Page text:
Pirates of the Americas, Volume 1
The real world of piracy is brought vividly to life in this authoritative and entertaining new two-volume reference. Incorporating a wealth of new research, "Pirates of the Americas" offers hundreds of entries on the most famous--and infamous--buccaneers of the 1600s and 1700s, separating fact from fancy as it describes the men, their exploits, and the era in which they prowled the seas of North and Central America.
"Pirates of the Americas" begins in the mid- to late-17th century Caribbean--the earliest cradle of piracy in the New World--with detailed coverage of Dutch and French corsairs, English rovers such as Henry Morgan, and the Spaniards who fought against them all. The second volume marks the retreat of piracy into new hunting grounds--the Pacific and Red Sea--from the 1690s to the early 18th century, ending with the final pursuit into extinction in North America of last-gasp renegades such as William Kidd, Bartholomew Roberts, and Blackbeard.
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Pirates of the Americas. 2 volsUser Review - Book Verdict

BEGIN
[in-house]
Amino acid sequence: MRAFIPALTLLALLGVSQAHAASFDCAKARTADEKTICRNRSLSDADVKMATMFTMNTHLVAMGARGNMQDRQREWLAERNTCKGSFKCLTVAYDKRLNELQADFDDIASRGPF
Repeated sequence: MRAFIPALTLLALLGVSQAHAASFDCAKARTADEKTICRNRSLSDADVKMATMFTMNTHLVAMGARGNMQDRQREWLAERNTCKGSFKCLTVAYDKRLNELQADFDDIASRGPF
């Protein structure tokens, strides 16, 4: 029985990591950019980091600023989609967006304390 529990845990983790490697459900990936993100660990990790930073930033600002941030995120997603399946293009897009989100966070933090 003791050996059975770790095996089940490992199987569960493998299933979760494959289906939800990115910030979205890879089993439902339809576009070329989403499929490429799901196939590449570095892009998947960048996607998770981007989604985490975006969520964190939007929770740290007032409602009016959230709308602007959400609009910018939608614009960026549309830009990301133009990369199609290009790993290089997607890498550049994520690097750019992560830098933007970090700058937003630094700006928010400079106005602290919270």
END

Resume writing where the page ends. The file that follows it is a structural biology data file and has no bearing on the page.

The latest offering from noted naval historian and piracy scholar Marley (Pirates and Privateers of the Americas; Pirates: Adventurers of the High Seas) provides a comprehensive overview of the golden age and the inevitable decline of "rovers" in the Americas. Drawing on numerous primary sources and first-person accounts, this two-volume set is a rich, academic, fascinating examination of infamous pirates such as Bartholomew Roberts, Captain Kidd, and Henry Morgan, as well as lesser-known "gentlemen of fortune," including Kees the Devil, Rock Brasiliano, and Thomas Maggott. Not all of the more than 500-plus entries are privateer biographies; many examine those who hunted them, while still others define terms and concepts vital to understanding piracy during this period. Each entry concludes with a list of related topics and references, and many include illustrations and maps. Appendixes at the end of each volume include a substantial section containing primary-source documents in the form of letters, proclamations, and dispatches. With the volumes divided by date range—1650–1685 and 1686–1725—some of the entries are repeated. Those based on terms such as grenade or aviso vary with examples from the appropriate date range. The biographical entries, however, are often unaltered duplicates. BOTTOM LINE This work compares well to the standard tome on the subject, Philip Gosse's The Pirates' Who's Who. Marley, however, offers numerous illustrations, not to mention the appendixes. It's not the illustrations, but the colorful personalities that make this title so much more than an account of destruction and murder. Entertaining and scholarly, this work is a treasure for all libraries and users of many stripes.—Daniel Sifton, Vancouver Island Univ., B.C.